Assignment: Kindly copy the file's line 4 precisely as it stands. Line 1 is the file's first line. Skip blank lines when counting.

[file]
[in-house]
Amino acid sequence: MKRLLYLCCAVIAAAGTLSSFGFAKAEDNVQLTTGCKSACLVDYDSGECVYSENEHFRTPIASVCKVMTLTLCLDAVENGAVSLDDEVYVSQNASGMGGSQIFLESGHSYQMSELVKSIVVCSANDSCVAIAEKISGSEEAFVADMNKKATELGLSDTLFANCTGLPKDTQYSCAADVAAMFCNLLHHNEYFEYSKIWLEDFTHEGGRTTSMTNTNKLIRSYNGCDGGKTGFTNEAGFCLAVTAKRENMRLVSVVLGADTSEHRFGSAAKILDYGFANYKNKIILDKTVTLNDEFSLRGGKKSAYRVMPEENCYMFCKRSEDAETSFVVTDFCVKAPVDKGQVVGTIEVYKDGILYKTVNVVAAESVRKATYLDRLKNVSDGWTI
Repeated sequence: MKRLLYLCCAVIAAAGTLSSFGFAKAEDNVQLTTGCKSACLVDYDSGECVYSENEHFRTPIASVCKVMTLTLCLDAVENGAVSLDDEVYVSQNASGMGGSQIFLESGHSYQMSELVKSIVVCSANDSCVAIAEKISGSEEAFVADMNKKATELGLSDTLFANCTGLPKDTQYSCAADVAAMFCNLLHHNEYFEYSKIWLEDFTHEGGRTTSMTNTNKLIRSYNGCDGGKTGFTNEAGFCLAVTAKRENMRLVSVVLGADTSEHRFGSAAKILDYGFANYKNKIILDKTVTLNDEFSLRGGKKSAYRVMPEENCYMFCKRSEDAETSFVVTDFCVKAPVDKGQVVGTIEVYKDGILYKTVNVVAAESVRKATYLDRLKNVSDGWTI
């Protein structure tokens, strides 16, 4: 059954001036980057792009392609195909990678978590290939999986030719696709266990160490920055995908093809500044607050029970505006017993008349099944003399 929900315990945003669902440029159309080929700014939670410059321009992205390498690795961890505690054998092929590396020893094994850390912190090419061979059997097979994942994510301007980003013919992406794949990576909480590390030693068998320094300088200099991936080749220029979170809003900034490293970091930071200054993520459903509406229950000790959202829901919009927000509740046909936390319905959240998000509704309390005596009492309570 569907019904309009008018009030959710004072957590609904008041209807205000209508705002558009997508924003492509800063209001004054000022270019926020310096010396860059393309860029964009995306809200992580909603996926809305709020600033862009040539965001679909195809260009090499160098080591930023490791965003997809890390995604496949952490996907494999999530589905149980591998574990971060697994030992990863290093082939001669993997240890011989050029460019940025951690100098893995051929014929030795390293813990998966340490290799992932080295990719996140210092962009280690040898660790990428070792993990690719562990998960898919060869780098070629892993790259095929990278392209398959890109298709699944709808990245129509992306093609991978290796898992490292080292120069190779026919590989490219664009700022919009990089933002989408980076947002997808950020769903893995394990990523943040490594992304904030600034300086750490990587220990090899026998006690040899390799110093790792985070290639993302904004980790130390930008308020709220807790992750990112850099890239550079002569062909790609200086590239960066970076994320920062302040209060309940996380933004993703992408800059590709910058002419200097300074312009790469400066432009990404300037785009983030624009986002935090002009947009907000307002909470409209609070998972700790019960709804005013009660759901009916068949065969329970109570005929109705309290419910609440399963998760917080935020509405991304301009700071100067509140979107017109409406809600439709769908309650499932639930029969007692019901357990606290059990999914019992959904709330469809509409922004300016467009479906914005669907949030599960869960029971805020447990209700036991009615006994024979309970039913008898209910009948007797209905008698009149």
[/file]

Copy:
């Protein structure tokens, strides 16, 4: 059954001036980057792009392609195909990678978590290939999986030719696709266990160490920055995908093809500044607050029970505006017993008349099944003399 929900315990945003669902440029159309080929700014939670410059321009992205390498690795961890505690054998092929590396020893094994850390912190090419061979059997097979994942994510301007980003013919992406794949990576909480590390030693068998320094300088200099991936080749220029979170809003900034490293970091930071200054993520459903509406229950000790959202829901919009927000509740046909936390319905959240998000509704309390005596009492309570 569907019904309009008018009030959710004072957590609904008041209807205000209508705002558009997508924003492509800063209001004054000022270019926020310096010396860059393309860029964009995306809200992580909603996926809305709020600033862009040539965001679909195809260009090499160098080591930023490791965003997809890390995604496949952490996907494999999530589905149980591998574990971060697994030992990863290093082939001669993997240890011989050029460019940025951690100098893995051929014929030795390293813990998966340490290799992932080295990719996140210092962009280690040898660790990428070792993990690719562990998960898919060869780098070629892993790259095929990278392209398959890109298709699944709808990245129509992306093609991978290796898992490292080292120069190779026919590989490219664009700022919009990089933002989408980076947002997808950020769903893995394990990523943040490594992304904030600034300086750490990587220990090899026998006690040899390799110093790792985070290639993302904004980790130390930008308020709220807790992750990112850099890239550079002569062909790609200086590239960066970076994320920062302040209060309940996380933004993703992408800059590709910058002419200097300074312009790469400066432009990404300037785009983030624009986002935090002009947009907000307002909470409209609070998972700790019960709804005013009660759901009916068949065969329970109570005929109705309290419910609440399963998760917080935020509405991304301009700071100067509140979107017109409406809600439709769908309650499932639930029969007692019901357990606290059990999914019992959904709330469809509409922004300016467009479906914005669907949030599960869960029971805020447990209700036991009615006994024979309970039913008898209910009948007797209905008698009149």